Dr Brian Harris, a consultant psychiatrist and senior lecturer at University of Wales College of Medicine, says: "No one knows how it works, but it does and is quicker than medication.

"The principle is the same as in 1938, but there have been many refinements. The patient is asleep and you minimise side effects from convulsions, such as broken bones, by using a drug which is like the stuff that South American Indians shoot in their blow darts. Patients are given pure oxygen and then they have the shock and convulsion."

Would he have ECT? "I would certainly have it if I needed it. I have seen some pretty miraculous results," he says.

The emeritus professor SydneyBrandon of Leicester University says: "There have been quite a number of well controlled studies and we do know it works. Like any treatment it needs to be carefully prescribed. There are indications that it has some effect on the chemical transmitters in the brain.

"I would not hesitate to have ECT if I needed it. A study was done in Edinburgh where patients were asked if they would rather have a further course of ECT or go to the dentist and the majority preferred ECT."

High success rates are claimed by psychiatrists. Dr Fiona Caldicott, president of the Royal College of Psychiatry, said at the guidelines' launch: "ECT can save lives when patients may be suicidal. In these kinds of life threatening illnesses, ECT has an 80 per cent success rate. It would therefore be totally unacceptable for such an effective treatment to be banned."

There is concern that growing public opposition to ECT is affecting treatment decisions. One senior consultant says: "I am aware of public opinion and it is possible that ECT may not be given as early as it should be."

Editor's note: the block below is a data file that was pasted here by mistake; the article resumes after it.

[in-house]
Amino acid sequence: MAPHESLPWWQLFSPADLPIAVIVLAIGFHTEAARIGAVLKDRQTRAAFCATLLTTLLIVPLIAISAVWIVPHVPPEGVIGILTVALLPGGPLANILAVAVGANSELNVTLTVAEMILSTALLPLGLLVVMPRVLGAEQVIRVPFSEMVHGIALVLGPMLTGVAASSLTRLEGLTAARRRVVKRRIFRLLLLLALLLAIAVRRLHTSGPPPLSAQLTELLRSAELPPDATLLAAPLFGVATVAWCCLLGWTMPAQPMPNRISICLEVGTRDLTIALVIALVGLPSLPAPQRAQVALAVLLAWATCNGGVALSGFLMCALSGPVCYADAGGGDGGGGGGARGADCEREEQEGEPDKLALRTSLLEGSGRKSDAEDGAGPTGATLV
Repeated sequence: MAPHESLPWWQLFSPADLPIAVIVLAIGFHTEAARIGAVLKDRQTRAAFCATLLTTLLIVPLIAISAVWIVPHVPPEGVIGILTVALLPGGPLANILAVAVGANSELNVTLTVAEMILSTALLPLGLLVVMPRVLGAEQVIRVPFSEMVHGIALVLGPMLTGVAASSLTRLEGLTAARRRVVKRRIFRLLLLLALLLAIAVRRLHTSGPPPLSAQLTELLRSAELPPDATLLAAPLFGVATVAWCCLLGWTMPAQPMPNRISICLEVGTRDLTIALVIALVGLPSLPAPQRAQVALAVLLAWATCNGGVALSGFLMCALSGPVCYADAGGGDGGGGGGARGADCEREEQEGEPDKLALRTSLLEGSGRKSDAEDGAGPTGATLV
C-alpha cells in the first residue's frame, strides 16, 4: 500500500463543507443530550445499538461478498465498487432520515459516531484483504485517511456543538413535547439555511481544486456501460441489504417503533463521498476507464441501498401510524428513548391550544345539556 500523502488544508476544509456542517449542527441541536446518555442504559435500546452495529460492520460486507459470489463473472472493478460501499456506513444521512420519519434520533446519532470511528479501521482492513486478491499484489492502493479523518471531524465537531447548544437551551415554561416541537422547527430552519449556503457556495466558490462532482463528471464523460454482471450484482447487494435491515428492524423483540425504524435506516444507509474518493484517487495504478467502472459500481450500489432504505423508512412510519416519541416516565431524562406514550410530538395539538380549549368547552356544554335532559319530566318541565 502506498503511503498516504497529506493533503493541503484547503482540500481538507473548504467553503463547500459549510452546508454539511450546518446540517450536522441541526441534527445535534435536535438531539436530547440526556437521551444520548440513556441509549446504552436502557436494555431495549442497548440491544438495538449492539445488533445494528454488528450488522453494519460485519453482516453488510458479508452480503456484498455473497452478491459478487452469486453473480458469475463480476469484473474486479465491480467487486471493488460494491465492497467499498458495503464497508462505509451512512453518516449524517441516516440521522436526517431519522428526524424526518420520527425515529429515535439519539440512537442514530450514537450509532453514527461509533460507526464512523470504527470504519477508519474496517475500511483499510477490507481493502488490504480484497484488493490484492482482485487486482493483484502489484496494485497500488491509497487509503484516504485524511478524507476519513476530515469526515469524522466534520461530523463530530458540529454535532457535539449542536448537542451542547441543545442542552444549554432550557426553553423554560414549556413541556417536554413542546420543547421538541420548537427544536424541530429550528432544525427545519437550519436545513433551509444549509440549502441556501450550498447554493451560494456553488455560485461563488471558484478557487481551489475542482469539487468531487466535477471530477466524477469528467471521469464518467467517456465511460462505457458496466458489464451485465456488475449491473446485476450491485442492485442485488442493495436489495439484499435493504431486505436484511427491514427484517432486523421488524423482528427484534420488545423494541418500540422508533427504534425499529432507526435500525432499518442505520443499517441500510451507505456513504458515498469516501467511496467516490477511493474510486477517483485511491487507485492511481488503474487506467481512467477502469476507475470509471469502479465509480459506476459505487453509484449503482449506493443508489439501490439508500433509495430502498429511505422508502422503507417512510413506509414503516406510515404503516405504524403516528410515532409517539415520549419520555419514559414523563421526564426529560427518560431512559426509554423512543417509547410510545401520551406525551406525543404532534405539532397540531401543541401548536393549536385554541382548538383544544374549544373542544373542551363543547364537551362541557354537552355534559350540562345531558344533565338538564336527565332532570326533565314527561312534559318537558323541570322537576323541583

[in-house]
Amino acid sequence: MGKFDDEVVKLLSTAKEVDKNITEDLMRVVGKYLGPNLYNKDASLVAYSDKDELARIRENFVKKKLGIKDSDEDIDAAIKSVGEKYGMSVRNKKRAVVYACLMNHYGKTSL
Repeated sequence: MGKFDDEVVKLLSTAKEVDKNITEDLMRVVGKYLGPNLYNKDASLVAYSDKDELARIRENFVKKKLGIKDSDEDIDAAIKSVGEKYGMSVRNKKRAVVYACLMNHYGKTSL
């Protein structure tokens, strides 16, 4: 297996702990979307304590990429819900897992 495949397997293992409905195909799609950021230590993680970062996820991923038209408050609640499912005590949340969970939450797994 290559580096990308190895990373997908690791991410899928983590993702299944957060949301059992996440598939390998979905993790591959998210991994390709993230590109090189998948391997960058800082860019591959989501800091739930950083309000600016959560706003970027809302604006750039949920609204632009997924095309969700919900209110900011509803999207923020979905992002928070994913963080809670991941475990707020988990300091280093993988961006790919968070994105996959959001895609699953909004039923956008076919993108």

Opponents are particularly worried about its use in young people. The college says that nine patients a year are aged under 18 but rejects the idea of a ban for juveniles or for those compulsorily detained under the Mental Health Act, who are thought to account for one in five treatments.

Phil Fennell, of University of Wales Law School, has carried out research into the use of compulsory treatments on detained patients. Second opinions should be sought for them but Fennell found that 22 per cent of the cases were classed as emergencies, allowing for immediate treatment.

Alison Cobb, Mind's policy officer, says: "Most people don't realise that ECT is still being used today. We want to see the number of treatments considerably reduced. ECT is often prescribed for people who don't always understand the effect of the treatment or their right to refuse it. Many find it frightening and traumatic."

Jean Taylor, from Blackpool, who was diagnosed with severe depression, endorses this view. She last had four sessions of ECT two years ago. She says she was not offered alternative treatment and not told of side effects.

"I had depression but I was not ill. I wish I had never been given it. It is dreadful to think of electric shocks being put through your head.

"A couple of nurses took me to the treatment area. I was put on to a sort of bed, my dentures were taken out, shoes taken off and a curtain drawn around. I was left alone. After a time I was wheeled into the next cubicle along. There are about six cubicles and each time you get nearer the treatment room. I remember four people talking and looking at notes. Then they put the needle in your hand and that's it."

Jean Taylor says there have been improvements in her condition, but that she has also been on medication. She finds the idea of ECT very distressing indeed.